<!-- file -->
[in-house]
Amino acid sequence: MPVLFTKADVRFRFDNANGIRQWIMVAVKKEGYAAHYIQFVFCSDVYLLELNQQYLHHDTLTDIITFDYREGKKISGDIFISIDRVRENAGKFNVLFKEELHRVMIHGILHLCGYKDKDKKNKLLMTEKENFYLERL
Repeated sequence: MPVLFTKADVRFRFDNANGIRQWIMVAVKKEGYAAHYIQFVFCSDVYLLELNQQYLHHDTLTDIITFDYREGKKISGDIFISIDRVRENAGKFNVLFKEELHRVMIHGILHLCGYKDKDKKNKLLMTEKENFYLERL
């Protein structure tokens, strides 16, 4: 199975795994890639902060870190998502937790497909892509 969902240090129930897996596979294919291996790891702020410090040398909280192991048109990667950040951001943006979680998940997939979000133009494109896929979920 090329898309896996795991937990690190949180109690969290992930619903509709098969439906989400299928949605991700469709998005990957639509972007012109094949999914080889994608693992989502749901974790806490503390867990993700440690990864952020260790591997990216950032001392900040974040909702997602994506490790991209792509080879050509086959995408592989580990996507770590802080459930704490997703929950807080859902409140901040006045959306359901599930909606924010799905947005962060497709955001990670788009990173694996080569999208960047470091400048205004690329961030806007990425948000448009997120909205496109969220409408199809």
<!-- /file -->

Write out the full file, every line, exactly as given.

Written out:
[in-house]
Amino acid sequence: MPVLFTKADVRFRFDNANGIRQWIMVAVKKEGYAAHYIQFVFCSDVYLLELNQQYLHHDTLTDIITFDYREGKKISGDIFISIDRVRENAGKFNVLFKEELHRVMIHGILHLCGYKDKDKKNKLLMTEKENFYLERL
Repeated sequence: MPVLFTKADVRFRFDNANGIRQWIMVAVKKEGYAAHYIQFVFCSDVYLLELNQQYLHHDTLTDIITFDYREGKKISGDIFISIDRVRENAGKFNVLFKEELHRVMIHGILHLCGYKDKDKKNKLLMTEKENFYLERL
């Protein structure tokens, strides 16, 4: 199975795994890639902060870190998502937790497909892509 969902240090129930897996596979294919291996790891702020410090040398909280192991048109990667950040951001943006979680998940997939979000133009494109896929979920 090329898309896996795991937990690190949180109690969290992930619903509709098969439906989400299928949605991700469709998005990957639509972007012109094949999914080889994608693992989502749901974790806490503390867990993700440690990864952020260790591997990216950032001392900040974040909702997602994506490790991209792509080879050509086959995408592989580990996507770590802080459930704490997703929950807080859902409140901040006045959306359901599930909606924010799905947005962060497709955001990670788009990173694996080569999208960047470091400048205004690329961030806007990425948000448009997120909205496109969220409408199809």